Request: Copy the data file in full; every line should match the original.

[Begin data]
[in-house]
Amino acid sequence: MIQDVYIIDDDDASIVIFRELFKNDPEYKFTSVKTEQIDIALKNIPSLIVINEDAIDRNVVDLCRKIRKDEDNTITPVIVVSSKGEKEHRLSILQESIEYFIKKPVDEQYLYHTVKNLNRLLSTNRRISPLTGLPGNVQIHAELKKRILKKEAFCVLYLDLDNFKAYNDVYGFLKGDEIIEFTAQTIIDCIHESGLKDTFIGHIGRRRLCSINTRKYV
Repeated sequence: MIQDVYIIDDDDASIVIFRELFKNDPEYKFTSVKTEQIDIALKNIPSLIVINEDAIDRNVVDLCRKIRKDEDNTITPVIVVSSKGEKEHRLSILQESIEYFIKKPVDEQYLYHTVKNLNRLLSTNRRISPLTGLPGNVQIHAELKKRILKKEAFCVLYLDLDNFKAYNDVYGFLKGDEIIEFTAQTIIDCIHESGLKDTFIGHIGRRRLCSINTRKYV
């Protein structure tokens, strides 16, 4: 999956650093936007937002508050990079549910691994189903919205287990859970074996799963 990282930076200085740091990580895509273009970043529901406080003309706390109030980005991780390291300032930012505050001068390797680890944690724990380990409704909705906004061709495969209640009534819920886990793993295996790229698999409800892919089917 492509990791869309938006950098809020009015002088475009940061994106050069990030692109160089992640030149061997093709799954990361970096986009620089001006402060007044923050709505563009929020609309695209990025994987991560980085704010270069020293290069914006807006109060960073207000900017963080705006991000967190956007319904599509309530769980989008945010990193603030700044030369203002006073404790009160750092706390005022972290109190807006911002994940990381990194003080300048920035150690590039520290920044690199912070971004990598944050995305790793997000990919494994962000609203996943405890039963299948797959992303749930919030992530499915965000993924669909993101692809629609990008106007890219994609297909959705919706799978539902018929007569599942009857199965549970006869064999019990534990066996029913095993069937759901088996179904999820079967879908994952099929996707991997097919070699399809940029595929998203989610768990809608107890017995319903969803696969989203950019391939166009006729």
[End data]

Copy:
[in-house]
Amino acid sequence: MIQDVYIIDDDDASIVIFRELFKNDPEYKFTSVKTEQIDIALKNIPSLIVINEDAIDRNVVDLCRKIRKDEDNTITPVIVVSSKGEKEHRLSILQESIEYFIKKPVDEQYLYHTVKNLNRLLSTNRRISPLTGLPGNVQIHAELKKRILKKEAFCVLYLDLDNFKAYNDVYGFLKGDEIIEFTAQTIIDCIHESGLKDTFIGHIGRRRLCSINTRKYV
Repeated sequence: MIQDVYIIDDDDASIVIFRELFKNDPEYKFTSVKTEQIDIALKNIPSLIVINEDAIDRNVVDLCRKIRKDEDNTITPVIVVSSKGEKEHRLSILQESIEYFIKKPVDEQYLYHTVKNLNRLLSTNRRISPLTGLPGNVQIHAELKKRILKKEAFCVLYLDLDNFKAYNDVYGFLKGDEIIEFTAQTIIDCIHESGLKDTFIGHIGRRRLCSINTRKYV
């Protein structure tokens, strides 16, 4: 999956650093936007937002508050990079549910691994189903919205287990859970074996799963 990282930076200085740091990580895509273009970043529901406080003309706390109030980005991780390291300032930012505050001068390797680890944690724990380990409704909705906004061709495969209640009534819920886990793993295996790229698999409800892919089917 492509990791869309938006950098809020009015002088475009940061994106050069990030692109160089992640030149061997093709799954990361970096986009620089001006402060007044923050709505563009929020609309695209990025994987991560980085704010270069020293290069914006807006109060960073207000900017963080705006991000967190956007319904599509309530769980989008945010990193603030700044030369203002006073404790009160750092706390005022972290109190807006911002994940990381990194003080300048920035150690590039520290920044690199912070971004990598944050995305790793997000990919494994962000609203996943405890039963299948797959992303749930919030992530499915965000993924669909993101692809629609990008106007890219994609297909959705919706799978539902018929007569599942009857199965549970006869064999019990534990066996029913095993069937759901088996179904999820079967879908994952099929996707991997097919070699399809940029595929998203989610768990809608107890017995319903969803696969989203950019391939166009006729």